This story is also of interest since the maneuver follows the practice of weaponizing environmental law to overthrow society’s dependence on energy from fossil fuels.  For example, NGO lawyers have attacked permits for infrastructure like pipelines by demanding that the assessment also include emissions from end users burning the gas or oil after it has left the pipeline.  In the Washington state case, Inslee tried to put the Department of Ecology in charge of taxing energy used by the transportation industry under the auspices of a Clean Air Act. This was in fact an end run around the defeat of a state carbon tax in the last election.

The story from the Seattle Times is State Supreme Court limits Gov. Inslee’s rule cutting greenhouse-gas emissions  Excerpts in italics with my bolds.

The Washington State Supreme Court has invalidated key portions of a rule imposed by the administration of Gov. Jay Inslee capping greenhouse-gas emissions by fuel distributors, natural-gas companies and other industries.

In a 5-4 ruling Thursday, the court upheld a 2017 lower-court decision that the state Department of Ecology had exceeded its legal authority in trying to apply clean-air standards to “indirect emitters” that don’t directly burn fossil fuels.

“The issue is not whether man-made climate change is real — it is,” wrote Chief Justice Debra Stephens in the majority opinion. However, Stephens wrote, the department’s efforts to enforce the state Clean Air Act went beyond what had been authorized by the law.
[That is a social opinion not a legal one since IPCC suppositions have not yet been litigated.]

“We are confident that if the State of Washington wishes to expand the definition of emission standards to encompass ‘indirect emitters,’ the Legislature will say so. In the meantime. Ecology may not claim more authority than the Legislature has granted in the Act,” Stephens wrote.

The state had projected the rule would reduce emissions by 20 million metric tons by 2035 — about two-thirds of the target established by the Legislature in 2008. But three-quarters of that reduction would have come from applying the regulation to indirect emitters, according to the court ruling.

[The hypocrisy is striking; people who burn gasoline in their cars and trucks are directly responsible for those emissions, not their suppliers.  Energy products are provided in a free society to those who want and can afford to pay for them.  Those who want to live without such energy are also free to make that choice.  But beware, in modern nations like the G20 nearly 90% of energy comes from burning fossil fuels. CO2 zealots want to shut off the supply for everyone else instead of themselves.  Socialism is another name for shared misery]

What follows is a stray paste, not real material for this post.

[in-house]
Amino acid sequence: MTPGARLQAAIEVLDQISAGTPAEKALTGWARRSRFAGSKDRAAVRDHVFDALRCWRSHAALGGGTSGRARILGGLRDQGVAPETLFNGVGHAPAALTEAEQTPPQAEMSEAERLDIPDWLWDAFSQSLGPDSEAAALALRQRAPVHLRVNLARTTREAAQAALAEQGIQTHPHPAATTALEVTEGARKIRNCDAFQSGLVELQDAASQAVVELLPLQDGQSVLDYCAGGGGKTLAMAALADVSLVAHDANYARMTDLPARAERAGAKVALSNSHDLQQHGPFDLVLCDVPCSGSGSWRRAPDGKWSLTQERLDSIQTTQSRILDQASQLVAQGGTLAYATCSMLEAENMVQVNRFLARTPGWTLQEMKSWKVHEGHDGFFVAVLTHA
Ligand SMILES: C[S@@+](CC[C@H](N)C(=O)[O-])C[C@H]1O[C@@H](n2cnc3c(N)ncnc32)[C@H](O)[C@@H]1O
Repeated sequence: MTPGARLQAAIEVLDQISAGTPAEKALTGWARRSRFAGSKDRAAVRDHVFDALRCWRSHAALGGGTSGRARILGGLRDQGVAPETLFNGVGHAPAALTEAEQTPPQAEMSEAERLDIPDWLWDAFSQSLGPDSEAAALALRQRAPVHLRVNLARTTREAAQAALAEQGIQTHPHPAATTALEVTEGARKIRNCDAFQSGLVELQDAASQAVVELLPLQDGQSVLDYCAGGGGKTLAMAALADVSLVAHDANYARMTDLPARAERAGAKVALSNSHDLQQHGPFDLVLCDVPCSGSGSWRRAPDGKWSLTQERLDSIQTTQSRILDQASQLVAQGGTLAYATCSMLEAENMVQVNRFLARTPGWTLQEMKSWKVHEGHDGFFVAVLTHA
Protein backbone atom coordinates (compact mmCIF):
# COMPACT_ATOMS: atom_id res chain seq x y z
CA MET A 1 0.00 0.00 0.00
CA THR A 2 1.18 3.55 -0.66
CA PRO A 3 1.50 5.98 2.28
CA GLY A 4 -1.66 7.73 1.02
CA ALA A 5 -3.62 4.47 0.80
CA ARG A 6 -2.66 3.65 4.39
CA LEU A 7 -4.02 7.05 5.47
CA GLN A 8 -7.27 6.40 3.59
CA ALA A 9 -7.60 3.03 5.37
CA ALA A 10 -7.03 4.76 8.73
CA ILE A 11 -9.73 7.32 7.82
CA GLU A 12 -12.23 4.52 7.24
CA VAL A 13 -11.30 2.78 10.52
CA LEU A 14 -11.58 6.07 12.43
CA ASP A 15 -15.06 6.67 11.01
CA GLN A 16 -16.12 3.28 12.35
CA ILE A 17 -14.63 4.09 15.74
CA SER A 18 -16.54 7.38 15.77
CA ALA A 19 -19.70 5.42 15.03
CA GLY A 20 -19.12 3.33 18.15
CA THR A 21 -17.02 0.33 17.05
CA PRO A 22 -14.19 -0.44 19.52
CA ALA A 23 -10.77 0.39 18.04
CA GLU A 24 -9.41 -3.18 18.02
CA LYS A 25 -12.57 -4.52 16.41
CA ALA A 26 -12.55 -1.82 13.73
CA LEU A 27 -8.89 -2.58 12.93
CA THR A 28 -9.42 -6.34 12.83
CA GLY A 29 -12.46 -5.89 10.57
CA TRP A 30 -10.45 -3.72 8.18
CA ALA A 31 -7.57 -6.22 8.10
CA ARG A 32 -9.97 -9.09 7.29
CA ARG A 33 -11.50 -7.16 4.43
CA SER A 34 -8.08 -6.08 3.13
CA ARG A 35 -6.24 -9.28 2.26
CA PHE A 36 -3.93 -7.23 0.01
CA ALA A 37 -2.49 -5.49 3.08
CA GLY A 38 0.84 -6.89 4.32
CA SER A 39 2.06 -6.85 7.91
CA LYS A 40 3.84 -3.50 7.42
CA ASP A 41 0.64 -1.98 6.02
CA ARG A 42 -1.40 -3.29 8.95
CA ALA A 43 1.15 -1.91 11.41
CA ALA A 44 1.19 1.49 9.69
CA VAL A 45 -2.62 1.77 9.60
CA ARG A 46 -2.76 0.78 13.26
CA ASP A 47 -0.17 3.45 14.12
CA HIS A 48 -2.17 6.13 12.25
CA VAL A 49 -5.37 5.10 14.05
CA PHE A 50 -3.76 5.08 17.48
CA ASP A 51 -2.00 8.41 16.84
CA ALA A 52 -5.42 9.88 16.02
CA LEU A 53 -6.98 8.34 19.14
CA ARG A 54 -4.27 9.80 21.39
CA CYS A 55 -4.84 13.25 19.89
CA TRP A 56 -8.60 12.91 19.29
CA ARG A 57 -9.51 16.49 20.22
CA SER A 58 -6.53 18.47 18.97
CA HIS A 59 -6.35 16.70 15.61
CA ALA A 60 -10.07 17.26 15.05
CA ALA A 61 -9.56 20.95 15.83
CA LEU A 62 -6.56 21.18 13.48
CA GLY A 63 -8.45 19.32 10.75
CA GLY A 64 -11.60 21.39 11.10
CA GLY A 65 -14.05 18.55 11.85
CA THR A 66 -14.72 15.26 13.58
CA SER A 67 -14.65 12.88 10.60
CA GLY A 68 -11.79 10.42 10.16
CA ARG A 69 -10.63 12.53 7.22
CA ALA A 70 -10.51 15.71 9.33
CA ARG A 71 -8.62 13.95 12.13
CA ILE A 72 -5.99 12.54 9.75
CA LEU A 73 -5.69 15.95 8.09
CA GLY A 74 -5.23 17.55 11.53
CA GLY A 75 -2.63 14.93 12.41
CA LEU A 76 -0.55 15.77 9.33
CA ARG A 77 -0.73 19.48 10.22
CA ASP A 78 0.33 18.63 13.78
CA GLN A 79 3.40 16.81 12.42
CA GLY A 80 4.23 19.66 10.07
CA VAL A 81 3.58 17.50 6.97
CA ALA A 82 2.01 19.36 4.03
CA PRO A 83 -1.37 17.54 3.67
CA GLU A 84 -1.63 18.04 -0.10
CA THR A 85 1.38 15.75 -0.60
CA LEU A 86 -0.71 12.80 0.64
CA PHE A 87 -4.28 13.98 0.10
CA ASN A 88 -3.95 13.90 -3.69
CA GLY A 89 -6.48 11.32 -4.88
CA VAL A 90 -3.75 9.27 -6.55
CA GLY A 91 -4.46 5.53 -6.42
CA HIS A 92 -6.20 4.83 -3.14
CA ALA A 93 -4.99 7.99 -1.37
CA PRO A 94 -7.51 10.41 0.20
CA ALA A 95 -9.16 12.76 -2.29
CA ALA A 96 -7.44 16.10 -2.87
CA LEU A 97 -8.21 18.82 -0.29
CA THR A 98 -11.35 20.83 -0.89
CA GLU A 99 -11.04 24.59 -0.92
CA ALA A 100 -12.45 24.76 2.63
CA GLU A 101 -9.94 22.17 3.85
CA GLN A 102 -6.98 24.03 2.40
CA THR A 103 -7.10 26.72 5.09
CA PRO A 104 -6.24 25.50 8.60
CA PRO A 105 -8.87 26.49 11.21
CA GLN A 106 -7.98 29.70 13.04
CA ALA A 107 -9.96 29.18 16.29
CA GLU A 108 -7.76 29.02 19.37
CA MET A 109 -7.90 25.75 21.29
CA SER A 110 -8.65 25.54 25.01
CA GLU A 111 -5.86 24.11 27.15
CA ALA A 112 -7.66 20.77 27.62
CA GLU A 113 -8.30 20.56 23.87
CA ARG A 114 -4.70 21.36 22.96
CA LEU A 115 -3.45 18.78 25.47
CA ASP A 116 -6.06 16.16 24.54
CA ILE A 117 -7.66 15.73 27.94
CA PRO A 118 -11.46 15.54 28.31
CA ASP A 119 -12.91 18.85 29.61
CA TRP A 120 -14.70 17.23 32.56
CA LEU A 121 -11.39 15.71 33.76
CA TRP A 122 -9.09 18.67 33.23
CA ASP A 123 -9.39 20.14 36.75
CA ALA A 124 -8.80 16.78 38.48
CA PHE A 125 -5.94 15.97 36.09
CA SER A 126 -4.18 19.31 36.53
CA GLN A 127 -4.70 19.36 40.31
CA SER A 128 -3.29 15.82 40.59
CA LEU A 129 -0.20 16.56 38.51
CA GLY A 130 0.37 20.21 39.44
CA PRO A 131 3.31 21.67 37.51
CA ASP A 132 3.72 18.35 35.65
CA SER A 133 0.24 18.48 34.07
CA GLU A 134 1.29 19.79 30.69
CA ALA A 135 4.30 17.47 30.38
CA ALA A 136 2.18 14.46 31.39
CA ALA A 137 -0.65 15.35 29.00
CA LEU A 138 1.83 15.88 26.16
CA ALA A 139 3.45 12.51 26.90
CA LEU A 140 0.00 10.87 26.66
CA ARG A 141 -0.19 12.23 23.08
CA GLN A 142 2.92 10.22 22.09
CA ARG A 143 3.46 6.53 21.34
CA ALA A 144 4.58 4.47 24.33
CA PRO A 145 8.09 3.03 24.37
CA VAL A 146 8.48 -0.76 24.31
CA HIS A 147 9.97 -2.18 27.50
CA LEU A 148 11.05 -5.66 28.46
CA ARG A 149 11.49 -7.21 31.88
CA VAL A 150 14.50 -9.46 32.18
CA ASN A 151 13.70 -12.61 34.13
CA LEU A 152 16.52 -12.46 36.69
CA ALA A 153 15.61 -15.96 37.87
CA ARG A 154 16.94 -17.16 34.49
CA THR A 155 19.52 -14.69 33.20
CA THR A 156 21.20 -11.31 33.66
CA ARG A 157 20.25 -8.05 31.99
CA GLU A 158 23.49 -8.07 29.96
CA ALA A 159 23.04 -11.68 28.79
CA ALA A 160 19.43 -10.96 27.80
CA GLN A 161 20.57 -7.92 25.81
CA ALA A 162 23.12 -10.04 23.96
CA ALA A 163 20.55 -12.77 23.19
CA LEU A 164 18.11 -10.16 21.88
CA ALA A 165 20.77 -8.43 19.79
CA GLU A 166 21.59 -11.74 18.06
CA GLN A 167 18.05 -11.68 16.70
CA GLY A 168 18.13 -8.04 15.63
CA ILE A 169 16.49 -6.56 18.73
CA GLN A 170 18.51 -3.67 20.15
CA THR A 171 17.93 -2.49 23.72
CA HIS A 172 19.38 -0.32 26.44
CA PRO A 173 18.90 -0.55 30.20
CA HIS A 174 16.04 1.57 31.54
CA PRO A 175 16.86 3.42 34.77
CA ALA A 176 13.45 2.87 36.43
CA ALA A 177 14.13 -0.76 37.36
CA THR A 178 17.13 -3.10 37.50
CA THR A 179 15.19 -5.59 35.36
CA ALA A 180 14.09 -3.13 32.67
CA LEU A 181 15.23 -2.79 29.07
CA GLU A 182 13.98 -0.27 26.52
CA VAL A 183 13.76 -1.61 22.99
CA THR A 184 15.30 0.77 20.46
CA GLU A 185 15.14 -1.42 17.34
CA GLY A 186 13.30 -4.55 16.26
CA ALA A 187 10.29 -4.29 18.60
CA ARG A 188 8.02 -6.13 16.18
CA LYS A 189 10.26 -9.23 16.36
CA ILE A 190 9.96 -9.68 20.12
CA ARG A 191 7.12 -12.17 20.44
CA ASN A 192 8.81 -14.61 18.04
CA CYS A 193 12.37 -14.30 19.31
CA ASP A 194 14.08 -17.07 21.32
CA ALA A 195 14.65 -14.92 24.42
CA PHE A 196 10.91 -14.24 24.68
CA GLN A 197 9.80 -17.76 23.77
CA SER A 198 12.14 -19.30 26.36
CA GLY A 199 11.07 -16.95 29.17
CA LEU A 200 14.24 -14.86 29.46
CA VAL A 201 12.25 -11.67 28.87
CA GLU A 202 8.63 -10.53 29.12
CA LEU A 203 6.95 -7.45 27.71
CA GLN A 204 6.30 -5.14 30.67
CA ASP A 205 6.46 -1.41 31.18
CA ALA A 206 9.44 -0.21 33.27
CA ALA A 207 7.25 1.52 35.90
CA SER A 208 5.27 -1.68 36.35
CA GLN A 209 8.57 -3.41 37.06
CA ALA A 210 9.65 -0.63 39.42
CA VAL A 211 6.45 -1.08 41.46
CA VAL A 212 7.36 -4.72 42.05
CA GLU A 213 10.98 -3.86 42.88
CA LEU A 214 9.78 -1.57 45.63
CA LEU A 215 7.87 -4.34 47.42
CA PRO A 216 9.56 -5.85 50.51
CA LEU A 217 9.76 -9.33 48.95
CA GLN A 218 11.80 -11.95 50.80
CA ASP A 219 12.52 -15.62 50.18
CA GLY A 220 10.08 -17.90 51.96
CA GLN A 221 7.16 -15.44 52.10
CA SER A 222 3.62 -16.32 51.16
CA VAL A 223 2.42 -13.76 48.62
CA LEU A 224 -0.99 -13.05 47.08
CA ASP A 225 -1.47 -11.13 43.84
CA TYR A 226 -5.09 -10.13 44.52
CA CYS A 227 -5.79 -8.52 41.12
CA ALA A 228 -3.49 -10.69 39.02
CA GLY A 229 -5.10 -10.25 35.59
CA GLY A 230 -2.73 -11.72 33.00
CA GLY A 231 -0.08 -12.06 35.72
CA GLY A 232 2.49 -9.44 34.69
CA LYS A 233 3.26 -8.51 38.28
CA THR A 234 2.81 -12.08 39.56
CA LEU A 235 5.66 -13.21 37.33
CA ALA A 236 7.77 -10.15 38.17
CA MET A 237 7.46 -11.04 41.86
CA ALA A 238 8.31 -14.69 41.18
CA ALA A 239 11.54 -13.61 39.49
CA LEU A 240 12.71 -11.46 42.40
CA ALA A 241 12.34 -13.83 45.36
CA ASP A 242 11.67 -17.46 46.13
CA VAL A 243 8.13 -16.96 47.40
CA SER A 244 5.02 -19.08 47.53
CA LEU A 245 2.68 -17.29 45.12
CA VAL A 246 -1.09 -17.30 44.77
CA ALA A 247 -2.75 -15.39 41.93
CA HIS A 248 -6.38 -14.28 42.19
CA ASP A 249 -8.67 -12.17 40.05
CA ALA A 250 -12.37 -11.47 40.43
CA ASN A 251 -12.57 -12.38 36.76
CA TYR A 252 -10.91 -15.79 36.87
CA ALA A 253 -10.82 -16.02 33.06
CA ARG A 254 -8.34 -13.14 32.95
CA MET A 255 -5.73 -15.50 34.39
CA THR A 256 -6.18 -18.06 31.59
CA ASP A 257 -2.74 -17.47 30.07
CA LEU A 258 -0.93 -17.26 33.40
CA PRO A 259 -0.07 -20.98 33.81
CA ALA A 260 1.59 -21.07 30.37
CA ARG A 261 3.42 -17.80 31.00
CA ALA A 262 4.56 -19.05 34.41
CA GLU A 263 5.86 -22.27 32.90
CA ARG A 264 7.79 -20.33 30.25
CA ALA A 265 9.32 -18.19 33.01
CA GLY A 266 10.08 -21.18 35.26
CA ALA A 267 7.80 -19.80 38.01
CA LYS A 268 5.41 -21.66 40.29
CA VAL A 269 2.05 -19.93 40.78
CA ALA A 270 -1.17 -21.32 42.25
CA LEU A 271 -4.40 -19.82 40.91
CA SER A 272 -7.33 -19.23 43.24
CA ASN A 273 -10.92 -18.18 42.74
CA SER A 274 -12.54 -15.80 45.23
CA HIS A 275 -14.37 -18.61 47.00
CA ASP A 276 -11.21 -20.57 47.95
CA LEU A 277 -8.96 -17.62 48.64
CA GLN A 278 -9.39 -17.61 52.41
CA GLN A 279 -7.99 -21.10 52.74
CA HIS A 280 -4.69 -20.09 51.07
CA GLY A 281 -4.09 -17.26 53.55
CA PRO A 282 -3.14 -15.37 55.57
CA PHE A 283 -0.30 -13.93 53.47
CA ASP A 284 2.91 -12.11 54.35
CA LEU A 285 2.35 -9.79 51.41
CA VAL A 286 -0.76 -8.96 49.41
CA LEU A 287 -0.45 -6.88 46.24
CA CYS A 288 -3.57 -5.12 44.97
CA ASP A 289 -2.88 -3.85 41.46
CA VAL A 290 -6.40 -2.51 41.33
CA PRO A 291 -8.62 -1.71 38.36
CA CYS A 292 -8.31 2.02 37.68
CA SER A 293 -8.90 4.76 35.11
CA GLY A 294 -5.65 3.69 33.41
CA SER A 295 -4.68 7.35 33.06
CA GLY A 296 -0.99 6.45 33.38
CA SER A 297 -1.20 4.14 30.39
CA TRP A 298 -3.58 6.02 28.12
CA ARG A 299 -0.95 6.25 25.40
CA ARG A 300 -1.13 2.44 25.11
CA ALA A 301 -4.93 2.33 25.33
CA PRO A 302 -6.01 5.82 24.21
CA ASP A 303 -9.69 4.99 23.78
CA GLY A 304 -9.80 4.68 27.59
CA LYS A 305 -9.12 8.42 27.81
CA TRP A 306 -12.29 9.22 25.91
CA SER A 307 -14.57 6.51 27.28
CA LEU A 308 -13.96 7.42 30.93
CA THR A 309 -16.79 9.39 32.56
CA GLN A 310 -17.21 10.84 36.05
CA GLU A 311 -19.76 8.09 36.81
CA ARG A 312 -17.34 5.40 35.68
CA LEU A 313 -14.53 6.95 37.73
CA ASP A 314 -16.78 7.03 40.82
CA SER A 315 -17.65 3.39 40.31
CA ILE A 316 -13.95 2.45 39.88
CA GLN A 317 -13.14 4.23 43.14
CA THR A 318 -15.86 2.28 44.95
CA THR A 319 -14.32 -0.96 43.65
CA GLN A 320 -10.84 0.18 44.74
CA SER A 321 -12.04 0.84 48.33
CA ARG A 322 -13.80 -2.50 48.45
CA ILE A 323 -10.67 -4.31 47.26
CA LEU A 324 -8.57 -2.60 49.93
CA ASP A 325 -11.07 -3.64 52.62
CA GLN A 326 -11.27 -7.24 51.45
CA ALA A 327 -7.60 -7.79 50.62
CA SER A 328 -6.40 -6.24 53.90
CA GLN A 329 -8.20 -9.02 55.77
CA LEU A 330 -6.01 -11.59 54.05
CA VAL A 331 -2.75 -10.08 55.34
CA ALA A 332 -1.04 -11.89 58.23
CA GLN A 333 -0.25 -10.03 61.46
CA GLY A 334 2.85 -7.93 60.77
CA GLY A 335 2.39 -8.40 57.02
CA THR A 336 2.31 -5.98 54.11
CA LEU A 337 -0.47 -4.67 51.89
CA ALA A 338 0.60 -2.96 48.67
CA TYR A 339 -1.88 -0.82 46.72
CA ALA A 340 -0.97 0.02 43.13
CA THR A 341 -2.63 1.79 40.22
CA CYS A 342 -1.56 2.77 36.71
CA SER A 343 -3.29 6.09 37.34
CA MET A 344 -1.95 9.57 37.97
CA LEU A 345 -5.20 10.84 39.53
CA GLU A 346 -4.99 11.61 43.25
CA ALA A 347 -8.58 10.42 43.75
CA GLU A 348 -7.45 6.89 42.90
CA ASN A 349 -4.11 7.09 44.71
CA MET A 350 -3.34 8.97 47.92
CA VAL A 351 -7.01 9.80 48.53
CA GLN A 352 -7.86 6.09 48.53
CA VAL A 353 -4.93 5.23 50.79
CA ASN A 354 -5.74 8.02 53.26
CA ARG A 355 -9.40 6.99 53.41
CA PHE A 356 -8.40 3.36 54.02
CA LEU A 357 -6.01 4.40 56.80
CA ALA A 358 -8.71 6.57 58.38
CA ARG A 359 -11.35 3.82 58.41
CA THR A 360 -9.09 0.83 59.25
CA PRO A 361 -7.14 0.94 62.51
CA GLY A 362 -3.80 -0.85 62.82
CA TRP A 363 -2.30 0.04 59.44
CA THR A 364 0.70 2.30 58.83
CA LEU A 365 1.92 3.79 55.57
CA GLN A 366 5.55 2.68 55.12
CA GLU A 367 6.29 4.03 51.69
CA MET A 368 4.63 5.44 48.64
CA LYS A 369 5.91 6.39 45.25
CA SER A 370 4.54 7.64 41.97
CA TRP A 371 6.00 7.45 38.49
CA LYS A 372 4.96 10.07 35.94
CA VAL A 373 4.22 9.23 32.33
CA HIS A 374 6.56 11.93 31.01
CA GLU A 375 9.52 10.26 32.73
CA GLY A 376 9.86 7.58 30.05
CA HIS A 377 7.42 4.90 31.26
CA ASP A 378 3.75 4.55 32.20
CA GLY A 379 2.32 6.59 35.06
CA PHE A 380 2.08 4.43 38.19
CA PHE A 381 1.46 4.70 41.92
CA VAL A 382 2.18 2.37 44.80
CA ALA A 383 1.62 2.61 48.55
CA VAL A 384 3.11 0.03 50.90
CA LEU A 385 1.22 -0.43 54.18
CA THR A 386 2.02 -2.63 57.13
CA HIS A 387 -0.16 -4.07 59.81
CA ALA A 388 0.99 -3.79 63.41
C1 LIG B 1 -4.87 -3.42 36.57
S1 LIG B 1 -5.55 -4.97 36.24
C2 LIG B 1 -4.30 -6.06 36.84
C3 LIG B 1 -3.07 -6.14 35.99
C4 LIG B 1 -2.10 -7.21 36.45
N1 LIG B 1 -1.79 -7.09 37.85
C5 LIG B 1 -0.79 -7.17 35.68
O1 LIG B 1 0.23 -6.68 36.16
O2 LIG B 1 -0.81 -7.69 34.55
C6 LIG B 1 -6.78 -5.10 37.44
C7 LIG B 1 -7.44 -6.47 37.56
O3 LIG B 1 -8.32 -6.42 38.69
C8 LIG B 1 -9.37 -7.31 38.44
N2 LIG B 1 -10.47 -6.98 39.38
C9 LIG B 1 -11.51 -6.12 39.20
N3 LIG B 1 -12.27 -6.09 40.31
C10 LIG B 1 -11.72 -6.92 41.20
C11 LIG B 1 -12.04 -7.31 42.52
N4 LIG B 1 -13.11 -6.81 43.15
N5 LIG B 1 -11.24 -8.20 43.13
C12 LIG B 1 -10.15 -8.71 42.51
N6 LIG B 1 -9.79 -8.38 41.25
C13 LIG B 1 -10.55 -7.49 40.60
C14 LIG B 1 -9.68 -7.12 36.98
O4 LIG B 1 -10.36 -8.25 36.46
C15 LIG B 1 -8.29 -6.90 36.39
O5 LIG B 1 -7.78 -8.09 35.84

Figure 12: Figure 9 with Y-scale expanded to 100% and thermal generation included, illustrating the magnitude of the problem the G20 countries still face in decarbonizing their energy sectors.

During a news conference, Inslee said he disagreed with the court majority’s central conclusion but hasn’t yet decided whether to ask lawmakers to amend the Clean Air Act to include indirect emitters.

State Sen. Doug Ericksen, R-Ferndale, praised the court ruling in a statement calling the clean-air rule “a classic example of government arrogance and overreach.”

A longtime opponent of Inslee’s climate agenda, Ericksen, the ranking Republican member of the state Senate’s environment committee, said the rule would have imposed “onerous new regulations on oil refiners and distributors of natural gas” and passed potentially billions of dollars in costs on to consumers.

Ericksen added he hoped the decision would “quell the enthusiasm of other agencies” to push legal boundaries, citing the Puget Sound Clean Air Agency’s decision to develop a low-carbon fuel regulation.

Frustrated by legislative inaction, Inslee had directed Ecology in 2015 to use executive authority under the Clean Air Act to regulate carbon emissions.

After a lengthy rule-making process, the state issued regulations in 2016 which would have targeted dozens of top emitters, from Skagit County oil refineries to Boeing’s Everett plant and Eastern Washington food processors. The rule required such facilities to cut their carbon footprint by an average of 1.7% a year — either by cleaning up their own facilities or paying for carbon-reduction projects off-site.

But the rule was quickly challenged in a lawsuit by business groups led by the Association of Washington Business. The association’s president, Kris Johnson, said in a statement he welcomed the court’s ruling and intends to work with lawmakers “to find a bipartisan solution” to reduce the state’s carbon emissions.

A trade association for paper mills said its members remain concerned about the effects of even a more limited version of the clean-air rule.

And Justice Wept

Environmentalist judge gives free pass to climate activists.  Where will this lead?

CGTN reports approvingly Climate activists win landmark case over Federer demo at Credit Suisse.  Excerpts in italics with my bolds.